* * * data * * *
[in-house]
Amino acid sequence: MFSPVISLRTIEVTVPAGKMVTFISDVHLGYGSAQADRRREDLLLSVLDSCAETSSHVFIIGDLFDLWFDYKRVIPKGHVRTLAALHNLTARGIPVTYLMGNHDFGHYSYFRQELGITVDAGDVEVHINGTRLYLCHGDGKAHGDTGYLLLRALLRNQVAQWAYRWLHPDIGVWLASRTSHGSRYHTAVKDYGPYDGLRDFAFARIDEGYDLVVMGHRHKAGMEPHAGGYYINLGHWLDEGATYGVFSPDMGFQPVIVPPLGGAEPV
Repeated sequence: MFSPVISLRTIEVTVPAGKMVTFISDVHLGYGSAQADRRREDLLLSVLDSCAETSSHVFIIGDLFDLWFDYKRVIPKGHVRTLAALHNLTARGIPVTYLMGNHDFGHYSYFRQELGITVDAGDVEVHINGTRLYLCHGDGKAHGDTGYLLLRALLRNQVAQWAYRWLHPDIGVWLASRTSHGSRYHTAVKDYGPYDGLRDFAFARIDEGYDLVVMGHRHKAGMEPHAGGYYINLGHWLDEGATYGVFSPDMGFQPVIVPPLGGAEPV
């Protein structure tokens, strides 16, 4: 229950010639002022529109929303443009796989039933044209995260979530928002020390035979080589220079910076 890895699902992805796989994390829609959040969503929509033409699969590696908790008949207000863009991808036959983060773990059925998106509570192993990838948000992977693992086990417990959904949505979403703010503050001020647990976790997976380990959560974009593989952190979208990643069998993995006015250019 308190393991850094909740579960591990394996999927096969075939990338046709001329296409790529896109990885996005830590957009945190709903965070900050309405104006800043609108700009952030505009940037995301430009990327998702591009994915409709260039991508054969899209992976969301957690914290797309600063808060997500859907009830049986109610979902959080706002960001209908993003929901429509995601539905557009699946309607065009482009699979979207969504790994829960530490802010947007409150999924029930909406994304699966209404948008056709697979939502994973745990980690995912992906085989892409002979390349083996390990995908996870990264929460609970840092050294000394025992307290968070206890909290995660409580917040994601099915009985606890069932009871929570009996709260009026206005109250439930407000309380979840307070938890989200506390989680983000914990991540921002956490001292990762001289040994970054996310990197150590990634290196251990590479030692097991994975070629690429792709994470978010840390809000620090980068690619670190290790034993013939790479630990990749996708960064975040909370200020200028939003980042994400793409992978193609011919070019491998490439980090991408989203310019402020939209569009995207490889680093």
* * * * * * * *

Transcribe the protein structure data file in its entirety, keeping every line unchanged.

[in-house]
Amino acid sequence: MFSPVISLRTIEVTVPAGKMVTFISDVHLGYGSAQADRRREDLLLSVLDSCAETSSHVFIIGDLFDLWFDYKRVIPKGHVRTLAALHNLTARGIPVTYLMGNHDFGHYSYFRQELGITVDAGDVEVHINGTRLYLCHGDGKAHGDTGYLLLRALLRNQVAQWAYRWLHPDIGVWLASRTSHGSRYHTAVKDYGPYDGLRDFAFARIDEGYDLVVMGHRHKAGMEPHAGGYYINLGHWLDEGATYGVFSPDMGFQPVIVPPLGGAEPV
Repeated sequence: MFSPVISLRTIEVTVPAGKMVTFISDVHLGYGSAQADRRREDLLLSVLDSCAETSSHVFIIGDLFDLWFDYKRVIPKGHVRTLAALHNLTARGIPVTYLMGNHDFGHYSYFRQELGITVDAGDVEVHINGTRLYLCHGDGKAHGDTGYLLLRALLRNQVAQWAYRWLHPDIGVWLASRTSHGSRYHTAVKDYGPYDGLRDFAFARIDEGYDLVVMGHRHKAGMEPHAGGYYINLGHWLDEGATYGVFSPDMGFQPVIVPPLGGAEPV
């Protein structure tokens, strides 16, 4: 229950010639002022529109929303443009796989039933044209995260979530928002020390035979080589220079910076 890895699902992805796989994390829609959040969503929509033409699969590696908790008949207000863009991808036959983060773990059925998106509570192993990838948000992977693992086990417990959904949505979403703010503050001020647990976790997976380990959560974009593989952190979208990643069998993995006015250019 308190393991850094909740579960591990394996999927096969075939990338046709001329296409790529896109990885996005830590957009945190709903965070900050309405104006800043609108700009952030505009940037995301430009990327998702591009994915409709260039991508054969899209992976969301957690914290797309600063808060997500859907009830049986109610979902959080706002960001209908993003929901429509995601539905557009699946309607065009482009699979979207969504790994829960530490802010947007409150999924029930909406994304699966209404948008056709697979939502994973745990980690995912992906085989892409002979390349083996390990995908996870990264929460609970840092050294000394025992307290968070206890909290995660409580917040994601099915009985606890069932009871929570009996709260009026206005109250439930407000309380979840307070938890989200506390989680983000914990991540921002956490001292990762001289040994970054996310990197150590990634290196251990590479030692097991994975070629690429792709994470978010840390809000620090980068690619670190290790034993013939790479630990990749996708960064975040909370200020200028939003980042994400793409992978193609011919070019491998490439980090991408989203310019402020939209569009995207490889680093």